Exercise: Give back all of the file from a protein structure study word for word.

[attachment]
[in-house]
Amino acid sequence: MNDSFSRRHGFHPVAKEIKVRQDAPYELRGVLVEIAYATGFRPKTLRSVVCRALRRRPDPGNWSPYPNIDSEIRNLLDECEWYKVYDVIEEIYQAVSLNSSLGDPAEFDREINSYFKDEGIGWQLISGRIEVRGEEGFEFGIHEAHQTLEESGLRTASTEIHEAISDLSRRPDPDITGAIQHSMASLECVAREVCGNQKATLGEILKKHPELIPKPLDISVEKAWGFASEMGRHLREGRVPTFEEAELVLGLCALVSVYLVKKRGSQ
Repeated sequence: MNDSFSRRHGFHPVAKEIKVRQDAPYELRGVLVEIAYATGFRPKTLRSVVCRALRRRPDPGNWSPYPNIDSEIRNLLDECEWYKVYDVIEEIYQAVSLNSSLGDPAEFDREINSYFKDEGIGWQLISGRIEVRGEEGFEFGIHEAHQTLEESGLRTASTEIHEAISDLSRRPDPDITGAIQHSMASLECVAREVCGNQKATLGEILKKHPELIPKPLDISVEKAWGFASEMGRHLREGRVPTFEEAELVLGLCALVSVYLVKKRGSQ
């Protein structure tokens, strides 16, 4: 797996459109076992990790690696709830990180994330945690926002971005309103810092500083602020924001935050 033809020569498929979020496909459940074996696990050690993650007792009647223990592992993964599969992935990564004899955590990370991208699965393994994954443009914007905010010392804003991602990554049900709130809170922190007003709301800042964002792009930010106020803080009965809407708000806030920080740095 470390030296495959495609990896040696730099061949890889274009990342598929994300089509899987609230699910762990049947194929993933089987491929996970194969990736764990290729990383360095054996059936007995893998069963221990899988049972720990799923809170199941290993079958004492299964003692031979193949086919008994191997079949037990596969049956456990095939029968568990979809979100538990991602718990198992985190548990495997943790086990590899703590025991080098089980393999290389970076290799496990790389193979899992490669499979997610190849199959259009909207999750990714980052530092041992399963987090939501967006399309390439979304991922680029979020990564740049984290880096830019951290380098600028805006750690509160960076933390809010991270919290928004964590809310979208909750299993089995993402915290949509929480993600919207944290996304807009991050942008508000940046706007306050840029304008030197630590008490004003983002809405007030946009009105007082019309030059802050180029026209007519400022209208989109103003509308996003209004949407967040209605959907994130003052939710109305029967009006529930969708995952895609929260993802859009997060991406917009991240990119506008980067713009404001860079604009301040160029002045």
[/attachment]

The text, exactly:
[in-house]
Amino acid sequence: MNDSFSRRHGFHPVAKEIKVRQDAPYELRGVLVEIAYATGFRPKTLRSVVCRALRRRPDPGNWSPYPNIDSEIRNLLDECEWYKVYDVIEEIYQAVSLNSSLGDPAEFDREINSYFKDEGIGWQLISGRIEVRGEEGFEFGIHEAHQTLEESGLRTASTEIHEAISDLSRRPDPDITGAIQHSMASLECVAREVCGNQKATLGEILKKHPELIPKPLDISVEKAWGFASEMGRHLREGRVPTFEEAELVLGLCALVSVYLVKKRGSQ
Repeated sequence: MNDSFSRRHGFHPVAKEIKVRQDAPYELRGVLVEIAYATGFRPKTLRSVVCRALRRRPDPGNWSPYPNIDSEIRNLLDECEWYKVYDVIEEIYQAVSLNSSLGDPAEFDREINSYFKDEGIGWQLISGRIEVRGEEGFEFGIHEAHQTLEESGLRTASTEIHEAISDLSRRPDPDITGAIQHSMASLECVAREVCGNQKATLGEILKKHPELIPKPLDISVEKAWGFASEMGRHLREGRVPTFEEAELVLGLCALVSVYLVKKRGSQ
């Protein structure tokens, strides 16, 4: 797996459109076992990790690696709830990180994330945690926002971005309103810092500083602020924001935050 033809020569498929979020496909459940074996696990050690993650007792009647223990592992993964599969992935990564004899955590990370991208699965393994994954443009914007905010010392804003991602990554049900709130809170922190007003709301800042964002792009930010106020803080009965809407708000806030920080740095 470390030296495959495609990896040696730099061949890889274009990342598929994300089509899987609230699910762990049947194929993933089987491929996970194969990736764990290729990383360095054996059936007995893998069963221990899988049972720990799923809170199941290993079958004492299964003692031979193949086919008994191997079949037990596969049956456990095939029968568990979809979100538990991602718990198992985190548990495997943790086990590899703590025991080098089980393999290389970076290799496990790389193979899992490669499979997610190849199959259009909207999750990714980052530092041992399963987090939501967006399309390439979304991922680029979020990564740049984290880096830019951290380098600028805006750690509160960076933390809010991270919290928004964590809310979208909750299993089995993402915290949509929480993600919207944290996304807009991050942008508000940046706007306050840029304008030197630590008490004003983002809405007030946009009105007082019309030059802050180029026209007519400022209208989109103003509308996003209004949407967040209605959907994130003052939710109305029967009006529930969708995952895609929260993802859009997060991406917009991240990119506008980067713009404001860079604009301040160029002045």